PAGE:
Achieving a Dream: Meeting Policy Goals Related to Improving Drug Access

David Zakus*, 1, 2, 3, Jillian Clare Kohler4, Venera Zakriova1, 2, Aaron Yarmoshuk2, 5
1 Centre for International Health, Canada
2 Dalla Lana School of Public Health, Canada
3 Department of Health Policy, Management and Evaluation, Faculty of Medicine, University of Toronto, Canada
4 Faculty of Pharmacy, University of Toronto, Canada
5 HIV/AIDS Africa Initiative, Centre for International Health, Canada

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© Zakus et al.; Licensee Bentham Open.

open-access license: This is an open access article licensed under the terms of the Creative Commons Attribution Non-Commercial License ( which permits unrestricted, non-commercial use, distribution and reproduction in any medium, provided the work is properly cited.

* Address correspondence to this author at the Faculty of Medicine, University of Toronto, Canada; Tel: +1 416-978-1458; Fax: +1 416-946-7910; E-mail:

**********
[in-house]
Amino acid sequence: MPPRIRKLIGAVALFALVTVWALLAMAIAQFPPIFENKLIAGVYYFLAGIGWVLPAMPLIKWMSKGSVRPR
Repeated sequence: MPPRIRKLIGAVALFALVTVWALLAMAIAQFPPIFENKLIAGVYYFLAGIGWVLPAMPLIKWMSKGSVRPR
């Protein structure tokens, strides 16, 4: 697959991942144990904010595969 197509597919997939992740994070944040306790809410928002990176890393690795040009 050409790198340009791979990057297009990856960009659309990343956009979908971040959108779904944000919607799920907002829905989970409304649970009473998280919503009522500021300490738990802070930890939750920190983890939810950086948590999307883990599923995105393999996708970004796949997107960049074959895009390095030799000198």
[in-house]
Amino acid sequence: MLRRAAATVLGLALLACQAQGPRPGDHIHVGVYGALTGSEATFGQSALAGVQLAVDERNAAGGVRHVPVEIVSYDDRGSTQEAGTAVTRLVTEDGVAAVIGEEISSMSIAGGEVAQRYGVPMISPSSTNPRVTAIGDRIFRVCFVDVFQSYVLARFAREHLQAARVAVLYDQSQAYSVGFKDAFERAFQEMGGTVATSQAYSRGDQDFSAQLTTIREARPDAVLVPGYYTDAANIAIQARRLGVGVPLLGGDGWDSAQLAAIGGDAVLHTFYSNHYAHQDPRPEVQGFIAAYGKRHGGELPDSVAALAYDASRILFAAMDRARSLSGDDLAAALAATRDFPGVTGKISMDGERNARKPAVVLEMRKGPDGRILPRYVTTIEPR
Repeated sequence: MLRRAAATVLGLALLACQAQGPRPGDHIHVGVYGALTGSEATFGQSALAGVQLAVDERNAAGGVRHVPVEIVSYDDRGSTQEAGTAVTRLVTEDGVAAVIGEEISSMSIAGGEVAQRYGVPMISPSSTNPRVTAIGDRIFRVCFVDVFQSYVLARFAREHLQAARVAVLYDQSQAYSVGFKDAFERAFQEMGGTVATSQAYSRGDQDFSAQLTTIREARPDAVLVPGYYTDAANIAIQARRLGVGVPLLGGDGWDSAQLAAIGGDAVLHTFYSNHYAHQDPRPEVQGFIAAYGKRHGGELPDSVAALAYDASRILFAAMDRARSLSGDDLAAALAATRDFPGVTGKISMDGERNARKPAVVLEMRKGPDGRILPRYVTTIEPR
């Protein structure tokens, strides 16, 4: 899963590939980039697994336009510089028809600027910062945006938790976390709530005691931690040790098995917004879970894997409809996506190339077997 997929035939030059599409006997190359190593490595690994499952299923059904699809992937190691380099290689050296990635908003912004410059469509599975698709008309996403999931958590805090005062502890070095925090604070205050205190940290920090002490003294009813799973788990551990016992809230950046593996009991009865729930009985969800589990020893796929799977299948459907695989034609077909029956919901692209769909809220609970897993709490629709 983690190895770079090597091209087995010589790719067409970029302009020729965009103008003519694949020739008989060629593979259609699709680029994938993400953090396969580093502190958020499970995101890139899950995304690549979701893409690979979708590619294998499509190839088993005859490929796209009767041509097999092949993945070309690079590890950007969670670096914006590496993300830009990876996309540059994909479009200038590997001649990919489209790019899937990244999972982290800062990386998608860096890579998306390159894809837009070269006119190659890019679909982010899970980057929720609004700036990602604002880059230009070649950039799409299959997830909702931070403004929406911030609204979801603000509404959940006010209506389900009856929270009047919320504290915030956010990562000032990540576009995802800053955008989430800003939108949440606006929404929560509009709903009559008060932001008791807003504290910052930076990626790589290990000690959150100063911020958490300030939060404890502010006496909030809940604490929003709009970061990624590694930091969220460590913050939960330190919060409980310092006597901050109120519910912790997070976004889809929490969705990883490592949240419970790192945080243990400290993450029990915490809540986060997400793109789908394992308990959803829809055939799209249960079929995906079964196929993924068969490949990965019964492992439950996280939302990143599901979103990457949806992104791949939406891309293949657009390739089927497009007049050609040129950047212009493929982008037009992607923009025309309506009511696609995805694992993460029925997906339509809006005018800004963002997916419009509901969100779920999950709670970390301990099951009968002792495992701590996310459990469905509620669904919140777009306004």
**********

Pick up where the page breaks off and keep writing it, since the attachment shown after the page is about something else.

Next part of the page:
International experts recognize that significant inequities exist in the accessibility of life-saving medicines among poor and vulnerable populations, especially in developing countries. This article highlights that drug access even for relatively cheap medicines is out of reach for the vast numbers of global poor. This badly affects people living with HIV/AIDS who face serious obstacles in accessing ARVs. The same concerns are attributed to neglected diseases. Despite international meetings, promises from the pharmaceutical industry and a lot of media attention little has changed in the past 20 years. The accessibility gap to life-saving drugs could be reduced by the UNITAID initiative to pool patents for the many different ARVs, but the reality is that UNITAID is still a promise. To surmount this global problem of inequity requires a rethinking of traditional models of drug access and health objectives that should not be compromised by commercial interests.